How Stress Affects Your Health
A Healthy Diet ≠ Optimal & Vibrant Health
Your diet isn’t always a direct correlation to your health. Yes, diet plays a big role in it, but it’s not the be all and end all of optimal health. Getting the nutrition right is part of the puzzle, but the lifestyle is just as important.
Take a ‘clean’ diet for example. If person A eats a dairy free, gluten free, plant-based, Paleo meal but is also stressed about a work deadline, worried about their mother’s upcoming house move and fearful he may ‘react’ to a food in the meal, person A won’t be digesting the meal well and may very well feel unsatisfied and bloated after eating.
Now take person B who eats a comforting, home-cooked meal with his family, cooked by his mother. Person B savours every bite because it’s been awhile since he’s seen his family all together and absolutely adores his mother’s cooking. Person B will be content, happy and digest his meal well.
If we compare only the two meals, from the outside Person A seems to be ‘healthier’. However, it’s all about the context.
Regardless of the ‘stress’, our body reacts the same way…
We all have different things that stress us out. Some of us get stressed with work deadlines whilst others thrive in that environment. Some of us stress and worry continuously over family and friends, whilst others are incessantly concerned of the state of their own health. These stressors I listed are more often than not, ongoing, not short lived, so we need to learn to recognise what stress feels in order to control and stop it.
Nervous System Overview
Sympathetic Nervous System vs Parasympathetic Nervous System
There are two main states of your nervous system – sympathetic nervous system and parasympathetic nervous system. When you’re in a stressed state, the sympathetic ‘flight or fight’ nervous system is in drive. Physical reactions include:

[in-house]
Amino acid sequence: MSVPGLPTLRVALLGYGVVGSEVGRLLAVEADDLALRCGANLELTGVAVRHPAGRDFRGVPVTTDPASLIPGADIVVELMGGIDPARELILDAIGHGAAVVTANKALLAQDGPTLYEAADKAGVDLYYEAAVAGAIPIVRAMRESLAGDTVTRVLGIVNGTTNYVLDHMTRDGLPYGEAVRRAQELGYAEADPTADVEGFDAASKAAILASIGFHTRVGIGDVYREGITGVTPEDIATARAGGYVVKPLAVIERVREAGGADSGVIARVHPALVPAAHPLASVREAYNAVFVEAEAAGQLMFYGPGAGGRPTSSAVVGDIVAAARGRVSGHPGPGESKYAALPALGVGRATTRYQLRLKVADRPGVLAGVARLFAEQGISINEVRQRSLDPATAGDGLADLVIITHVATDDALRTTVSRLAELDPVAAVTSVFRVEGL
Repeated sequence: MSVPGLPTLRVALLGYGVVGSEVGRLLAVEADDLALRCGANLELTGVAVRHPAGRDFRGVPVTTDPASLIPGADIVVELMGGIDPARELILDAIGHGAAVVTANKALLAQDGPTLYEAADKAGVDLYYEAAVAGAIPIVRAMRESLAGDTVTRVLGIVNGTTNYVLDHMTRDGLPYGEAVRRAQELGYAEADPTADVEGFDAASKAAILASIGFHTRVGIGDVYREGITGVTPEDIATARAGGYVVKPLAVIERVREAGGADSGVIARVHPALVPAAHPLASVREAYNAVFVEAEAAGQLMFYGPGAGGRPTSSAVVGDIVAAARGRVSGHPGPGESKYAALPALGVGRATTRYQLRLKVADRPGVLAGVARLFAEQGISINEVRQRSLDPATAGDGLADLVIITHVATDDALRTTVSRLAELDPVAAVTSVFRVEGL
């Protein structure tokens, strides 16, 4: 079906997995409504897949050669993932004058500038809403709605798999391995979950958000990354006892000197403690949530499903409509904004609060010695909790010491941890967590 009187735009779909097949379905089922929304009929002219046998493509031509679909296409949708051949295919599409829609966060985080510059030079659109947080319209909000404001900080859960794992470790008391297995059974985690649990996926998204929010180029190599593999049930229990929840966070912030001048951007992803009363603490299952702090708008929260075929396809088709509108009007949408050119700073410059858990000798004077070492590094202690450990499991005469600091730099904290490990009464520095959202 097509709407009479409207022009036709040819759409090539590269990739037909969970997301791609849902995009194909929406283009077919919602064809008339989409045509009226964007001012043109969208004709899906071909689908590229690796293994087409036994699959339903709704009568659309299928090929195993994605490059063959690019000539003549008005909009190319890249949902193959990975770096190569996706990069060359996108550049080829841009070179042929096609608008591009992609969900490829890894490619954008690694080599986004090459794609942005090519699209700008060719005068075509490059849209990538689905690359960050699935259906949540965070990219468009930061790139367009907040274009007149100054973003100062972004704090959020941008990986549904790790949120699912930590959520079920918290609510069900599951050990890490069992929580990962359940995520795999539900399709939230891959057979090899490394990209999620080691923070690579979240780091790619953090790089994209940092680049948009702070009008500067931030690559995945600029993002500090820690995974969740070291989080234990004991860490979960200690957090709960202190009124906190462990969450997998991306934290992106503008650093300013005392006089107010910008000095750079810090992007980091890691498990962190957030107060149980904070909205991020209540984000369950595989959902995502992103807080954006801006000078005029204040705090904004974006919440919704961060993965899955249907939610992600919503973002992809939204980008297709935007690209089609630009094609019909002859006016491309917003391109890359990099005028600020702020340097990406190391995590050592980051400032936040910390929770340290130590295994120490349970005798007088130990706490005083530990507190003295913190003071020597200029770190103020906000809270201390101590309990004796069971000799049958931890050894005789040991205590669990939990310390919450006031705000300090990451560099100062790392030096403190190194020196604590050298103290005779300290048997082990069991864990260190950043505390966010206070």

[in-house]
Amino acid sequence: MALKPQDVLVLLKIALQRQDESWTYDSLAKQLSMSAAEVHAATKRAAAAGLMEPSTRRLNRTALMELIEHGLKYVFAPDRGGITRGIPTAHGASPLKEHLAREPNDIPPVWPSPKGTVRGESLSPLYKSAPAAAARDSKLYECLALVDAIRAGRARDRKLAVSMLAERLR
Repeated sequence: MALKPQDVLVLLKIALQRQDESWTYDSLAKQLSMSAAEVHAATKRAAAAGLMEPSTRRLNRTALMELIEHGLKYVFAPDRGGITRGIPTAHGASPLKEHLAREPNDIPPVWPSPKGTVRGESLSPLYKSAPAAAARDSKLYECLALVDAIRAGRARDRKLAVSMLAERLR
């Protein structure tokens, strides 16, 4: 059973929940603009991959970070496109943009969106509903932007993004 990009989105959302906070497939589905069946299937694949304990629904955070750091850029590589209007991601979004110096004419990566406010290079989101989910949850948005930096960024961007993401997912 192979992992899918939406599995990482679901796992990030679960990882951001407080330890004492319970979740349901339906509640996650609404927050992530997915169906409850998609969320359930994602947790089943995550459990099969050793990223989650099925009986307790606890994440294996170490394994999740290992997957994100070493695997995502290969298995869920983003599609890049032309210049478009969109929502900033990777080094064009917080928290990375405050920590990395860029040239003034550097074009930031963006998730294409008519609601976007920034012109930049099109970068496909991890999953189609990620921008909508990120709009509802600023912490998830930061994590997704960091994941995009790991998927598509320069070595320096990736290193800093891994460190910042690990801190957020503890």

- Increased heart rate and blood pressure
- Increased respiratory rate – your breathing is faster and more shallow
- Appetite suppression
- Inhibited digestive capacity
- Stimulated colonic motility
- Suppression of the immune system
- Suppression of the reproductive system
These physical reactions allow you to ‘run from the lion that’s chasing you’ scenario. You don’t need to eat, to fight off viruses or make babies when you’re running from a lion. But running from a lion is short-lived though, and most of us have constant and ongoing stressors in our lives that keep us in this sympathetic overdrive which has detrimental effects over time.
On the flipside, the parasympathetic system is your ‘rest and digest’ system. When you’re in a calm, relaxed state, your physical reactions include:
- Conserve energy for later use
- Regulate body functions like digestion, reproduction and urination
- Heart rate and blood pressure decreases
- Breathing decreases – your breaths are slower and deeper
- Stimulates vagus nerve – which in turn reduces the experience of stress
- Influences the limbic system in the brain, where emotions are processed
How to reduce stress levels
There are various ways to manage and reduce stress in your life, and my main advice is to choose something that you enjoy and works for you. Below are a number of ideas to try:
- Spend time in nature. Go for a walk in the forest or a swim in the sea.
- Get a massage
- Practice meditation
- Deep abdominal breathing, or box breathing, helps to regulate the breath which in turn activates the parasympathetic system.
- Play with animals or children.
- Practice yoga or tai chi.
- Do something you enjoy, such as your favourite hobby
- Be around people who make you smile.
- Sing, chanting. This activates the vagus nervous which activates the parasympathetic system.
Keep your mind and your body healthy
- Exercise regularly.
- Limit alcohol, smoking or drugs.
- Get plenty of sleep. Aim for 7-9 hours each night.
- Eat a balanced diet. Include foods that nourish your adrenal glands, hormones and balance blood sugar.
- Attend to any underlying health conditions that put stress on the body. Remember, stress is stress whether it’s biological or emotional.
- Deal with any underlying trauma that’s keeping your mind or body in sympathetic overdrive.
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